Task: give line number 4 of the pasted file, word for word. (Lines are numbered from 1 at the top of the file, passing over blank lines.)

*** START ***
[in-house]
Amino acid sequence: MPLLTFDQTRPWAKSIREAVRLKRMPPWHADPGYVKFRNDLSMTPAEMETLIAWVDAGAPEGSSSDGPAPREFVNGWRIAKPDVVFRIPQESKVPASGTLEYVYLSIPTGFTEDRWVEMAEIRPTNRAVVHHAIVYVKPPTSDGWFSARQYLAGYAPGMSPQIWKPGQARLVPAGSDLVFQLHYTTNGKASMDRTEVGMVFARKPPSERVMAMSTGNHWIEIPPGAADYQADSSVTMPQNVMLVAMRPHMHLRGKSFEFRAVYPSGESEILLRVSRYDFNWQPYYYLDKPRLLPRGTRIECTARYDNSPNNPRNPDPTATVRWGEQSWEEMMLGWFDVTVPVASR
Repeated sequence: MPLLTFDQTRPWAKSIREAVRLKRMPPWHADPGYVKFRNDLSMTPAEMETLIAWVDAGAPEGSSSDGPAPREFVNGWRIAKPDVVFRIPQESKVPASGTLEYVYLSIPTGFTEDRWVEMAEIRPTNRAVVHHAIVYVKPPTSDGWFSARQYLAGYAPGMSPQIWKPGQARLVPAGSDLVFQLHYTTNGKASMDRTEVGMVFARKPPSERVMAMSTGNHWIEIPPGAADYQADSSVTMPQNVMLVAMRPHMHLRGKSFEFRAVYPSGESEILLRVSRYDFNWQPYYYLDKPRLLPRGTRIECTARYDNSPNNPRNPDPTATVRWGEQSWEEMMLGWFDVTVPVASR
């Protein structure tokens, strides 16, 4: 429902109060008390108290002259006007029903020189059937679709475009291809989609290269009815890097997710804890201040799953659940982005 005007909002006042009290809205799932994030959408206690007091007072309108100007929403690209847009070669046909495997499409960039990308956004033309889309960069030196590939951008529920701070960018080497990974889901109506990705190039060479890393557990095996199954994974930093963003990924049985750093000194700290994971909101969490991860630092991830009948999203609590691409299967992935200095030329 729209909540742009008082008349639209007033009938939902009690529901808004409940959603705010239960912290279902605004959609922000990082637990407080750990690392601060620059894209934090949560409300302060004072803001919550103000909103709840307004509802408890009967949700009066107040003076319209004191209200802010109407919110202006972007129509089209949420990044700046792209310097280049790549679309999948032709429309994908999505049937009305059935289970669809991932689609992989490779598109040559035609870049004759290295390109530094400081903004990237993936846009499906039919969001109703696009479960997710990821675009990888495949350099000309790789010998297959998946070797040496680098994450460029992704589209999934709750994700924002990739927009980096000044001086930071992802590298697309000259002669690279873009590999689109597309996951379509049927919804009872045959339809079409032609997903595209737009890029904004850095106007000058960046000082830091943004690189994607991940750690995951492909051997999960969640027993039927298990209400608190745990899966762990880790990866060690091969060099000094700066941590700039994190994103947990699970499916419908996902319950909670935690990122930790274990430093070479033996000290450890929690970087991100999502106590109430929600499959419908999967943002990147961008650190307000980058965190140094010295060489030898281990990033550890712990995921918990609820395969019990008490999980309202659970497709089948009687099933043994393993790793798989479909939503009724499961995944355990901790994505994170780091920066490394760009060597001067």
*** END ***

């Protein structure tokens, strides 16, 4: 429902109060008390108290002259006007029903020189059937679709475009291809989609290269009815890097997710804890201040799953659940982005 005007909002006042009290809205799932994030959408206690007091007072309108100007929403690209847009070669046909495997499409960039990308956004033309889309960069030196590939951008529920701070960018080497990974889901109506990705190039060479890393557990095996199954994974930093963003990924049985750093000194700290994971909101969490991860630092991830009948999203609590691409299967992935200095030329 729209909540742009008082008349639209007033009938939902009690529901808004409940959603705010239960912290279902605004959609922000990082637990407080750990690392601060620059894209934090949560409300302060004072803001919550103000909103709840307004509802408890009967949700009066107040003076319209004191209200802010109407919110202006972007129509089209949420990044700046792209310097280049790549679309999948032709429309994908999505049937009305059935289970669809991932689609992989490779598109040559035609870049004759290295390109530094400081903004990237993936846009499906039919969001109703696009479960997710990821675009990888495949350099000309790789010998297959998946070797040496680098994450460029992704589209999934709750994700924002990739927009980096000044001086930071992802590298697309000259002669690279873009590999689109597309996951379509049927919804009872045959339809079409032609997903595209737009890029904004850095106007000058960046000082830091943004690189994607991940750690995951492909051997999960969640027993039927298990209400608190745990899966762990880790990866060690091969060099000094700066941590700039994190994103947990699970499916419908996902319950909670935690990122930790274990430093070479033996000290450890929690970087991100999502106590109430929600499959419908999967943002990147961008650190307000980058965190140094010295060489030898281990990033550890712990995921918990609820395969019990008490999980309202659970497709089948009687099933043994393993790793798989479909939503009724499961995944355990901790994505994170780091920066490394760009060597001067």